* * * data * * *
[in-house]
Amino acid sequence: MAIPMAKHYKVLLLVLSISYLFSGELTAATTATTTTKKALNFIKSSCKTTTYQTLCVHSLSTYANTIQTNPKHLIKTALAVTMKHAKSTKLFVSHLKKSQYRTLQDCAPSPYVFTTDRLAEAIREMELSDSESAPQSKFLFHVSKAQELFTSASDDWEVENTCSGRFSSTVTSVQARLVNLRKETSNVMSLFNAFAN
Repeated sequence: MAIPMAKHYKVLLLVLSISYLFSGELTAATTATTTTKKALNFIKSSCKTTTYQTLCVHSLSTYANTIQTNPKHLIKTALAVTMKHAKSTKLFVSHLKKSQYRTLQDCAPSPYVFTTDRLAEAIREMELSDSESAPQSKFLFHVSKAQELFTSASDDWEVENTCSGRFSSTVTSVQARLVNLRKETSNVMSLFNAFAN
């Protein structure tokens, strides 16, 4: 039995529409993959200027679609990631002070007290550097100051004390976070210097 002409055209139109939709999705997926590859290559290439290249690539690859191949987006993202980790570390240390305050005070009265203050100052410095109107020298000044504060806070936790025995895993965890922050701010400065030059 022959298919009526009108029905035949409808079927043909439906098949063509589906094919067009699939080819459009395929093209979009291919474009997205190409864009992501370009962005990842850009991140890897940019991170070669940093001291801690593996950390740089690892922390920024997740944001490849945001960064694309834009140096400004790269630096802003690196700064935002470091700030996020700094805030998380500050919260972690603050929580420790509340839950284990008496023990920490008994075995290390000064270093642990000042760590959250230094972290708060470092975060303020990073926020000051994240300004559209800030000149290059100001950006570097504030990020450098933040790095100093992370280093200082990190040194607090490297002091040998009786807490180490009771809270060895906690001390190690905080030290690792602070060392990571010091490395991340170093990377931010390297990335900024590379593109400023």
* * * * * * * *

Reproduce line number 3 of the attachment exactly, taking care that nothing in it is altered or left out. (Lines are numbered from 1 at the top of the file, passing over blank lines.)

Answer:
Repeated sequence: MAIPMAKHYKVLLLVLSISYLFSGELTAATTATTTTKKALNFIKSSCKTTTYQTLCVHSLSTYANTIQTNPKHLIKTALAVTMKHAKSTKLFVSHLKKSQYRTLQDCAPSPYVFTTDRLAEAIREMELSDSESAPQSKFLFHVSKAQELFTSASDDWEVENTCSGRFSSTVTSVQARLVNLRKETSNVMSLFNAFAN